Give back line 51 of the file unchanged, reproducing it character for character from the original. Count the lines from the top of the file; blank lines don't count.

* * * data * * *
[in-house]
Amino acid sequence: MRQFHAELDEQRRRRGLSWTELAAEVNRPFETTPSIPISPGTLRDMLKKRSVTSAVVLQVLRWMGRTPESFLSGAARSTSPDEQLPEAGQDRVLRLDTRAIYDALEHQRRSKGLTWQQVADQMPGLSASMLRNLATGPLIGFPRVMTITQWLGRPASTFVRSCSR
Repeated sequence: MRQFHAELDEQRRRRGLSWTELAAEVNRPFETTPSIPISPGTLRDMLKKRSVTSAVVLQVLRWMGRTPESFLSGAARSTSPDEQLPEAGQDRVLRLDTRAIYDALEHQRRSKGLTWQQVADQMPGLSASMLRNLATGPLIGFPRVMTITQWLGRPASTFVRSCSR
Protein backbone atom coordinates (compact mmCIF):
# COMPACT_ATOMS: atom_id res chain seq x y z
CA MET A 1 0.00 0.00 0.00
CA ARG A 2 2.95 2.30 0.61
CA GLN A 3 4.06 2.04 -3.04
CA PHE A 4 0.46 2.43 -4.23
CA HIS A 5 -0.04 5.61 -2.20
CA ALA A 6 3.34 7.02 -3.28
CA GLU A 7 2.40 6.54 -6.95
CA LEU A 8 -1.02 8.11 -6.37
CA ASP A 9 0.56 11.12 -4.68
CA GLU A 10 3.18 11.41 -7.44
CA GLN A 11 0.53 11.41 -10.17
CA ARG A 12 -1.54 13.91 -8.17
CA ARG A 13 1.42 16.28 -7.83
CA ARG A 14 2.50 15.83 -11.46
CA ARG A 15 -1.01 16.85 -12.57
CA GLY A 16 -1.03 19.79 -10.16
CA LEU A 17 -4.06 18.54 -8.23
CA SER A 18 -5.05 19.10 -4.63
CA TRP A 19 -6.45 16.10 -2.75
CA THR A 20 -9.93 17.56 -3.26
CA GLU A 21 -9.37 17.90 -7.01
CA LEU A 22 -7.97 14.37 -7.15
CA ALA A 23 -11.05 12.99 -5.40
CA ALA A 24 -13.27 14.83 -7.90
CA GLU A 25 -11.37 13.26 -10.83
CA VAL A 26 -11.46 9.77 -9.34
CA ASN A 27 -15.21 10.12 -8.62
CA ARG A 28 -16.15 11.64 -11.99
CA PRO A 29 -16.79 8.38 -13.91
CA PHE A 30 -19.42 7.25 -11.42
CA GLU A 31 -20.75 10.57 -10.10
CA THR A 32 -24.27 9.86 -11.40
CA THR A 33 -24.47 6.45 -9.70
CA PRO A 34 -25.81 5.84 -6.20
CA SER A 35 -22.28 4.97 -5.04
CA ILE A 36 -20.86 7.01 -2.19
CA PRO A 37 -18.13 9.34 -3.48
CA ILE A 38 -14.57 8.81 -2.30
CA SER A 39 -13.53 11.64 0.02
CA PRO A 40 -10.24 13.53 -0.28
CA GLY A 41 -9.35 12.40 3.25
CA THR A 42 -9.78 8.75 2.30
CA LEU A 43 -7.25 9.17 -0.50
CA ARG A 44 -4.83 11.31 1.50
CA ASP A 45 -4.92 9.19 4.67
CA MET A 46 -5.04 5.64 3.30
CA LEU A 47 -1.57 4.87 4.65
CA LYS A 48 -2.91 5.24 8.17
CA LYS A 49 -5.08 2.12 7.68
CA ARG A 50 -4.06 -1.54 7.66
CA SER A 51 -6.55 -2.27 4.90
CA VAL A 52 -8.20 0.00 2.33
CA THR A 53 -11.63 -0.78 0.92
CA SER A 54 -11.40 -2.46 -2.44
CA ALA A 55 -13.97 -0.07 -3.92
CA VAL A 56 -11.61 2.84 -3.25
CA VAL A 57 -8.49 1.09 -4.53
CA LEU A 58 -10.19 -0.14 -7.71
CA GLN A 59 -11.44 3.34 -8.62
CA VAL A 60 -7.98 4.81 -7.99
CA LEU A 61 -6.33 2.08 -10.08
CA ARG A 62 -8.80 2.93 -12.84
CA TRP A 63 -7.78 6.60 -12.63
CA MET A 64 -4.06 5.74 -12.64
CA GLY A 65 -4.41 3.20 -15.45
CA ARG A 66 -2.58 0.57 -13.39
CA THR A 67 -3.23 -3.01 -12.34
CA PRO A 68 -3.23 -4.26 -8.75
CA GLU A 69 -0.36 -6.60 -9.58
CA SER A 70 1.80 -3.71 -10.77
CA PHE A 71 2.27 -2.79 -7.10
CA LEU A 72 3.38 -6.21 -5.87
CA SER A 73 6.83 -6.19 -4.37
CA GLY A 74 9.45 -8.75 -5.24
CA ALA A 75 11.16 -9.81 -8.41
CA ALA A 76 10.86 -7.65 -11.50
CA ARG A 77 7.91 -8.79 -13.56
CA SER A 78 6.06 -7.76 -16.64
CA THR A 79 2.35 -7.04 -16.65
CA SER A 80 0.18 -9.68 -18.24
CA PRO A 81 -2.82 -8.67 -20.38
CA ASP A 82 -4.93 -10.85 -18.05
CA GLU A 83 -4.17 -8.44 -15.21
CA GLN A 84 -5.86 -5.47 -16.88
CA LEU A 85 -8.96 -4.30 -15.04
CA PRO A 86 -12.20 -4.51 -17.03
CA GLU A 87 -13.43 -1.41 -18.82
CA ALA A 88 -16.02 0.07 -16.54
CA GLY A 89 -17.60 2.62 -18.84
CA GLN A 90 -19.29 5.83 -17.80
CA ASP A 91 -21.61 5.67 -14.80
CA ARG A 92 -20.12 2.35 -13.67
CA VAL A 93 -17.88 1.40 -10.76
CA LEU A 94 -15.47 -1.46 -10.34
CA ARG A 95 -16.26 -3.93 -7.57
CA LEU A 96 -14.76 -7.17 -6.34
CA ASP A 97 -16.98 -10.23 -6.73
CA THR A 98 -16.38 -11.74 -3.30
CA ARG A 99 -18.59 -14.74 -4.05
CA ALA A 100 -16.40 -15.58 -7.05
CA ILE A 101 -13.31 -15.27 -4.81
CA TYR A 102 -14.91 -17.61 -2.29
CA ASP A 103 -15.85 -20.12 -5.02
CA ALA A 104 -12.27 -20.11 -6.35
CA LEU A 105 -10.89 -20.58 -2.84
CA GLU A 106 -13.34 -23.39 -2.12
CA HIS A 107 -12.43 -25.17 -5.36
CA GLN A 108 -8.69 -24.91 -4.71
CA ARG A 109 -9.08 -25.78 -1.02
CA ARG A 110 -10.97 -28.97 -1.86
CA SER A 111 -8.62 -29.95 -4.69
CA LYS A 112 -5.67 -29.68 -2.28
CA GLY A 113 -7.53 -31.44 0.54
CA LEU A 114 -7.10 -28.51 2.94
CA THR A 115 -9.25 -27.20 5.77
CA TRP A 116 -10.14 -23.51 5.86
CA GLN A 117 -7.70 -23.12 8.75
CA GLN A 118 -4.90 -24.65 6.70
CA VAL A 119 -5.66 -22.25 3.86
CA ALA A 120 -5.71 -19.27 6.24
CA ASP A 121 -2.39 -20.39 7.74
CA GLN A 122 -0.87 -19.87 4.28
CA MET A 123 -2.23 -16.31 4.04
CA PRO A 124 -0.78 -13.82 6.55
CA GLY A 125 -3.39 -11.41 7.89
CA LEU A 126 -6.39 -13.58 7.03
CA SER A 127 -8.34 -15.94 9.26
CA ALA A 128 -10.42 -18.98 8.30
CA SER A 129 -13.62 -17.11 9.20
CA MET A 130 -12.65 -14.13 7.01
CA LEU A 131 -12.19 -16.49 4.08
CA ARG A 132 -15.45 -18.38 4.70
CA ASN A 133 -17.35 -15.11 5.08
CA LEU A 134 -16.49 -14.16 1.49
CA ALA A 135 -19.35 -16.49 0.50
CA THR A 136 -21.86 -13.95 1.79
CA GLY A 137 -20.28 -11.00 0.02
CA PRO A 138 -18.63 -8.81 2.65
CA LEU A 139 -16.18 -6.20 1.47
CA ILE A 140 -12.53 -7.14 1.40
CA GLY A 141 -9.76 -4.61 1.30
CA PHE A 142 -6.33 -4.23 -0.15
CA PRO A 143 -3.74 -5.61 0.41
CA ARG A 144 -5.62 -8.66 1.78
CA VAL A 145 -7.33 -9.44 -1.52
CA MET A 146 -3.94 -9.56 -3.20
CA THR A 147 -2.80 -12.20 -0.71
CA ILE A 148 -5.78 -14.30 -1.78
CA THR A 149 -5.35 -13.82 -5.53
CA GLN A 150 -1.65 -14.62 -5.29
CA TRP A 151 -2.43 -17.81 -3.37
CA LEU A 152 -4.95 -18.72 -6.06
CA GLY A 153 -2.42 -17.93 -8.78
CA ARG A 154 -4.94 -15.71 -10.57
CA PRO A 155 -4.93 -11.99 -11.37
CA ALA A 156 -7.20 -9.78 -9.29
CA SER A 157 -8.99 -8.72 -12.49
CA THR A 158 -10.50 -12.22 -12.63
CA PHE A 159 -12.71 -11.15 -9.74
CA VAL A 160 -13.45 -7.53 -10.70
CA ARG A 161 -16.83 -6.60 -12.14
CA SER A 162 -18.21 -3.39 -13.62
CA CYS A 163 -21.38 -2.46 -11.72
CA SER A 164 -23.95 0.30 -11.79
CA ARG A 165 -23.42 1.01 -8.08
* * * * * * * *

CA MET A 46 -5.04 5.64 3.30